Symbolically they are considered to the semidarkness before dawn. Because of their benevolence they are invariably invoked during vedic sacrifices. In the Hindu iconography, the asvins are usually depicted as handsome young men with the heads of horses.

The following is an excerpt from the book A Vedic Reader For Students By Arthur Anthony Macdonell (1854-1930) about Asvins.

These two deities are the most prominent gods after Indra, Agni, and Soma, being invoked in more than fifty entire hymns and in parts of several others. Though their name (asv-in horseman) is purely Indian, and though they undoubtedly belong to the group of the deities of light, the phenomenon which they represent is uncertain, because in all probability their origin is to be sought in a very early pre-Vedic age.

They are twins and inseparable, though two or three passages suggest that they may at one time have been regarded as distinct. They are young and yet ancient. They are bright, lords of lustre, of golden brilliancy, beautiful, and adorned with lotus-garlands. They are the only gods called golden-pathed (híranya-vartani). They are strong and agile, fleet as thought or as an eagle. They possess profound wisdom and occult power. Their two most distinctive and frequent epithets are dasrá wondrous and násatya true.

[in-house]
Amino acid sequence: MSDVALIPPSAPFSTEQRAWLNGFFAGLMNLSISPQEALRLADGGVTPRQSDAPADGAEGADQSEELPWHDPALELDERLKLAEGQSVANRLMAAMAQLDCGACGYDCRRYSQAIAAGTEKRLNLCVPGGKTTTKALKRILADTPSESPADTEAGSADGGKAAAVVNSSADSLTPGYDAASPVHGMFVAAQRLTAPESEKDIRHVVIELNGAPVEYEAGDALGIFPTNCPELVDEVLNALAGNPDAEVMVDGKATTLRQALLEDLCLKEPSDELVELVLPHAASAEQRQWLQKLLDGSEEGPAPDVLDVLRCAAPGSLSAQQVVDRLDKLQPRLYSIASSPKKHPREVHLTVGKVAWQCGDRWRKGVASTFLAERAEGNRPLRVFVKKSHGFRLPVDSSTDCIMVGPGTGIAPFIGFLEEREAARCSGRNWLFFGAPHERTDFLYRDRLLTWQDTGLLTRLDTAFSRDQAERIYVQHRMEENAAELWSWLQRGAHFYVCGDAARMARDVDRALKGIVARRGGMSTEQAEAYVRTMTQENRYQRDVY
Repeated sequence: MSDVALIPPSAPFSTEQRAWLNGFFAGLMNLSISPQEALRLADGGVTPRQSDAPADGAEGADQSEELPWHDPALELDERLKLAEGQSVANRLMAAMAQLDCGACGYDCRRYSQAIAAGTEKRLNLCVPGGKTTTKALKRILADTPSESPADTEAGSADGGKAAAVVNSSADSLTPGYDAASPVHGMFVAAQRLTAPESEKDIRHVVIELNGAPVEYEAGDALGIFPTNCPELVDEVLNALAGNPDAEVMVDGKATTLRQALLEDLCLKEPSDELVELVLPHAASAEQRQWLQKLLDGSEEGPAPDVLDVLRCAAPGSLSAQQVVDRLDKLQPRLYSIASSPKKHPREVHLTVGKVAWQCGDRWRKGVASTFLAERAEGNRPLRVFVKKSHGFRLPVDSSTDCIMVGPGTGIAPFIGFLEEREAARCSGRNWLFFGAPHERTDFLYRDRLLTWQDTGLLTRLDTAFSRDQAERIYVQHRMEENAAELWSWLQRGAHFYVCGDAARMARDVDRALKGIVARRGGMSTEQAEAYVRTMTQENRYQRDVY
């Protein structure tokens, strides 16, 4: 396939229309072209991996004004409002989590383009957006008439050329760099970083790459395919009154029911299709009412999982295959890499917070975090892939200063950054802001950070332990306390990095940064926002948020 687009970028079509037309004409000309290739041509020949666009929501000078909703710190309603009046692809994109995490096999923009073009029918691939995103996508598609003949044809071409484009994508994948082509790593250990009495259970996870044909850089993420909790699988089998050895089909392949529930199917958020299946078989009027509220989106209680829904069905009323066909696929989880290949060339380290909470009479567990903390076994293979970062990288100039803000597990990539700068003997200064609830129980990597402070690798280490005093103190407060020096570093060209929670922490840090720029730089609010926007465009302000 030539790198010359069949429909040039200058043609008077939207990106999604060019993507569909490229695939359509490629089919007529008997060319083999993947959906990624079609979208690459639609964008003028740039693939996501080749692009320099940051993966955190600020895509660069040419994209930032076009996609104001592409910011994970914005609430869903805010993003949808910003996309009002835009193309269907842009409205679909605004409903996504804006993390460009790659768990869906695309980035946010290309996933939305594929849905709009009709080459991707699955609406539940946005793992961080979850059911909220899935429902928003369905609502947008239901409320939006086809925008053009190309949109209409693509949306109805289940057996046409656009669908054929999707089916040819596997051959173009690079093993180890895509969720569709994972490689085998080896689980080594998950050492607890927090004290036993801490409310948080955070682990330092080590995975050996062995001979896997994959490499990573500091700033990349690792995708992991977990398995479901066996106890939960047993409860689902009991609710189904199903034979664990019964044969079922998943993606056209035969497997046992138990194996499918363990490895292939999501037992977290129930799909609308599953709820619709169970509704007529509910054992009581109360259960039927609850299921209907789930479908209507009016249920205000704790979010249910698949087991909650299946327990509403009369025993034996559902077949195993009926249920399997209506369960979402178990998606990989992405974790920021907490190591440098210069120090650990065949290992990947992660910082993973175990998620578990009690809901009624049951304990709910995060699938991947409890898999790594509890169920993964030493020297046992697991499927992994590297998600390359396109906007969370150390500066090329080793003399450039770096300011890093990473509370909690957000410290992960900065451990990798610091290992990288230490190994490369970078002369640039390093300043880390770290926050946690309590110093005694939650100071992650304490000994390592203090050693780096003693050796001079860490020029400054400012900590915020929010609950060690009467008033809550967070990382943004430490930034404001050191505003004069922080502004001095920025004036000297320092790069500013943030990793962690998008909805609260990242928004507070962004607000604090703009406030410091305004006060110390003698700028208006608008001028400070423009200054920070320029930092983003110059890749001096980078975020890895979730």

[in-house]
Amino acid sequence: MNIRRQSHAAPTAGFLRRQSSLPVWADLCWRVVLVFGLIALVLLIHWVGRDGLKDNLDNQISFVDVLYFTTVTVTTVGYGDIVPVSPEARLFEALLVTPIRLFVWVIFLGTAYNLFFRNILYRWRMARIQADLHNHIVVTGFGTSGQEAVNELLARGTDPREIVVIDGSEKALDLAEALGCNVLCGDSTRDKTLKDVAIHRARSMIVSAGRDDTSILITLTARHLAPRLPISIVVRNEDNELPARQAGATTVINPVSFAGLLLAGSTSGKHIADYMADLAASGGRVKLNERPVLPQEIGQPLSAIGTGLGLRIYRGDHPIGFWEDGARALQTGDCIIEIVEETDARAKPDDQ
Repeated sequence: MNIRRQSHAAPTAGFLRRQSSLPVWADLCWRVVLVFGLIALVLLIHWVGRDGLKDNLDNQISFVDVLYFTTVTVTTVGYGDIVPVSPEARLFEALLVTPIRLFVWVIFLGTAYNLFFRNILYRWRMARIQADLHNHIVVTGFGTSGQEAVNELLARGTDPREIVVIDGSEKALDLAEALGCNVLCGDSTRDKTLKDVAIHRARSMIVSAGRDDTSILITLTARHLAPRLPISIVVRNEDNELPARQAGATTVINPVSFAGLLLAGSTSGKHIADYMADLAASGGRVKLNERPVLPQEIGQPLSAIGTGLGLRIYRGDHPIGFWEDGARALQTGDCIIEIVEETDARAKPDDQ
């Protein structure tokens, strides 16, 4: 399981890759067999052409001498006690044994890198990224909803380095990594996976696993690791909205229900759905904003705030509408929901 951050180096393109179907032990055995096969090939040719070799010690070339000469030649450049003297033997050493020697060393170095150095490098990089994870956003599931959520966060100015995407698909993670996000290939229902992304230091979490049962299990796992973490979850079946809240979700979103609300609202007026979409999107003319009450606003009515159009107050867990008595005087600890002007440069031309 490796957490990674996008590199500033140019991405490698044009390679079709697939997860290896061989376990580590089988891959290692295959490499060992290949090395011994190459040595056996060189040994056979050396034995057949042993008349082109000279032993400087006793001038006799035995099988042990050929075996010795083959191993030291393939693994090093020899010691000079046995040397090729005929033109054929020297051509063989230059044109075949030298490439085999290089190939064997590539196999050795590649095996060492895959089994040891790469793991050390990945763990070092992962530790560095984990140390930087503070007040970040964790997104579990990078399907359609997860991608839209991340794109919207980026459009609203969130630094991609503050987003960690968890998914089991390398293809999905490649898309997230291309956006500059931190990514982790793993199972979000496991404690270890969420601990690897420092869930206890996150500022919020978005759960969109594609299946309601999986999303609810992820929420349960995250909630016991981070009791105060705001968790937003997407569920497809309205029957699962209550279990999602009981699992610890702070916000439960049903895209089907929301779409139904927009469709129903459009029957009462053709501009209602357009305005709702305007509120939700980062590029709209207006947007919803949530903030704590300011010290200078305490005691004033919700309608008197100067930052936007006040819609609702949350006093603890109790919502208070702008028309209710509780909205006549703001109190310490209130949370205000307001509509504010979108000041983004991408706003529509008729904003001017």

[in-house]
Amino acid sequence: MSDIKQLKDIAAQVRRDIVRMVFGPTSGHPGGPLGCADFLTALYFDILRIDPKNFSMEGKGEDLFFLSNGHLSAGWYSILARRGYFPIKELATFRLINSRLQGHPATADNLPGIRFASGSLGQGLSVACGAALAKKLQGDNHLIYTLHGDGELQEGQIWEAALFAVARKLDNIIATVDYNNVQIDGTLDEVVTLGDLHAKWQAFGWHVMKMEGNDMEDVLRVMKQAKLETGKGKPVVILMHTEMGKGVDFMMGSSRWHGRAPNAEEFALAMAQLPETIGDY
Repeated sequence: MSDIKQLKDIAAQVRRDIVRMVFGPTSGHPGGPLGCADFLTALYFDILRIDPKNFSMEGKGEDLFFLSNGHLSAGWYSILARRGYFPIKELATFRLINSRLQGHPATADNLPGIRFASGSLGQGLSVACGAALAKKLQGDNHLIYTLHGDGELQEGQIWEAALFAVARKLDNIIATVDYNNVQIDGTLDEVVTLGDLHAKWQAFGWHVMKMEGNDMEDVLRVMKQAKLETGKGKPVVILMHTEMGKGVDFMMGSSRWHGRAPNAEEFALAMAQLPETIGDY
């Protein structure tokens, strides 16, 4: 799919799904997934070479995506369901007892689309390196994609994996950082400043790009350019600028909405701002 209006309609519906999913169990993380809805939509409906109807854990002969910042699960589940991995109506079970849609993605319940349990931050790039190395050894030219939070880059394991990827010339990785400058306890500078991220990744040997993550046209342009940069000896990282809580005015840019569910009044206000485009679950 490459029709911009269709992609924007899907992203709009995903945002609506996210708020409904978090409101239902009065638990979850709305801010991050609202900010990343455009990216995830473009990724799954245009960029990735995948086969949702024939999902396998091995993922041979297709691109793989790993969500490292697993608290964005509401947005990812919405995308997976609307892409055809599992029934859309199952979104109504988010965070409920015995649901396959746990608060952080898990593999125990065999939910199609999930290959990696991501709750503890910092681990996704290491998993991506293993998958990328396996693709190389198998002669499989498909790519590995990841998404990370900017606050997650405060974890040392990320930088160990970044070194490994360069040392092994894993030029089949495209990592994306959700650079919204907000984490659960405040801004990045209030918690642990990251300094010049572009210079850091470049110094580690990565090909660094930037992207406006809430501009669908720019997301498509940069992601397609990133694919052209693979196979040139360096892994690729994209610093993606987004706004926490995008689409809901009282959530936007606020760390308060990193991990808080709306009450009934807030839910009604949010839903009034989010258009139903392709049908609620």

They are more closely associated with honey (mádhu) than any of the other gods. They desire honey and are drinkers of it. They have a skin filled with honey; they poured out a hundred jars of honey. They have a honey-goad; and their car is honey-hued and honey-bearing. They give honey to the bee and are compared with bees. They are, however, also fond of Soma, being invited to drink it with Usas and Surya. Their car is sunlike and, together with all its parts, golden. It is threefold and has three wheels. It is swifter than thought, than the twinkling of an eye. It was fashioned by the three divine artificers, the Rbhus. It is drawn by horses, more commonly by birds or winged steeds; sometimes by one or more buffaloes, or by a single asa (rásabha). It passes over the five countries; it moves around the sky; it traverses heaven and earth in one day; it goes round the sun in the distance. Their revolving course (vartís), a term almost exclusively applicable to them, is often mentioned. They come from heaven, air, and earth, or from the ocean; they abide in the sea of heaven, but sometimes their locality is referred to as unknown. The time of their appearance is between dawn and sunrise: when darkness stands among the ruddy cows; Usas awakens them; they follow after her in their car; at its yoking Usas is born. They yoke their car to descend to earth and receive the offerings of worshippers. They come not only in the morning, but also at noon and sunset. They dispel darkness and chase away evil spirits.